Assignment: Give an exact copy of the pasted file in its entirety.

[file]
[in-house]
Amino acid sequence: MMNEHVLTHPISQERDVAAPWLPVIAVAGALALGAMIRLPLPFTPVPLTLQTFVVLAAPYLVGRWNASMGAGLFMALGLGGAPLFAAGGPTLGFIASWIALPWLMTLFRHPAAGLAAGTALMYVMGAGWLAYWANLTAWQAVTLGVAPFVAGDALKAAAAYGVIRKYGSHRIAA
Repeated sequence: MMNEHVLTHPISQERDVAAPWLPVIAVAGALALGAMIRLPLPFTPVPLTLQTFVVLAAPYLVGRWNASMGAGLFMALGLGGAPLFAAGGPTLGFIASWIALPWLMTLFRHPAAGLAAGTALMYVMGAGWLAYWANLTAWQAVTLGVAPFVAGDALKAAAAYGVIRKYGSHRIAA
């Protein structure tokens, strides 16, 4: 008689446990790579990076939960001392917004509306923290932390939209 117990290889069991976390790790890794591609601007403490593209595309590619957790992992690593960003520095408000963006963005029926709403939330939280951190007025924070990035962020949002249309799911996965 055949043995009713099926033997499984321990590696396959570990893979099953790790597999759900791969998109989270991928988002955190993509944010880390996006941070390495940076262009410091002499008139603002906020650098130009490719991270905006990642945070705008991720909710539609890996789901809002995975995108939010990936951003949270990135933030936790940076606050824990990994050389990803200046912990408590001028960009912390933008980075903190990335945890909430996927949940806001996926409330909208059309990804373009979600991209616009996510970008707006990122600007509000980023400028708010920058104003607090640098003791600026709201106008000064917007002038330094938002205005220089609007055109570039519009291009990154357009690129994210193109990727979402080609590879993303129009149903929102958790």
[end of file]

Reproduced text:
[in-house]
Amino acid sequence: MMNEHVLTHPISQERDVAAPWLPVIAVAGALALGAMIRLPLPFTPVPLTLQTFVVLAAPYLVGRWNASMGAGLFMALGLGGAPLFAAGGPTLGFIASWIALPWLMTLFRHPAAGLAAGTALMYVMGAGWLAYWANLTAWQAVTLGVAPFVAGDALKAAAAYGVIRKYGSHRIAA
Repeated sequence: MMNEHVLTHPISQERDVAAPWLPVIAVAGALALGAMIRLPLPFTPVPLTLQTFVVLAAPYLVGRWNASMGAGLFMALGLGGAPLFAAGGPTLGFIASWIALPWLMTLFRHPAAGLAAGTALMYVMGAGWLAYWANLTAWQAVTLGVAPFVAGDALKAAAAYGVIRKYGSHRIAA
């Protein structure tokens, strides 16, 4: 008689446990790579990076939960001392917004509306923290932390939209 117990290889069991976390790790890794591609601007403490593209595309590619957790992992690593960003520095408000963006963005029926709403939330939280951190007025924070990035962020949002249309799911996965 055949043995009713099926033997499984321990590696396959570990893979099953790790597999759900791969998109989270991928988002955190993509944010880390996006941070390495940076262009410091002499008139603002906020650098130009490719991270905006990642945070705008991720909710539609890996789901809002995975995108939010990936951003949270990135933030936790940076606050824990990994050389990803200046912990408590001028960009912390933008980075903190990335945890909430996927949940806001996926409330909208059309990804373009979600991209616009996510970008707006990122600007509000980023400028708010920058104003607090640098003791600026709201106008000064917007002038330094938002205005220089609007055109570039519009291009990154357009690129994210193109990727979402080609590879993303129009149903929102958790």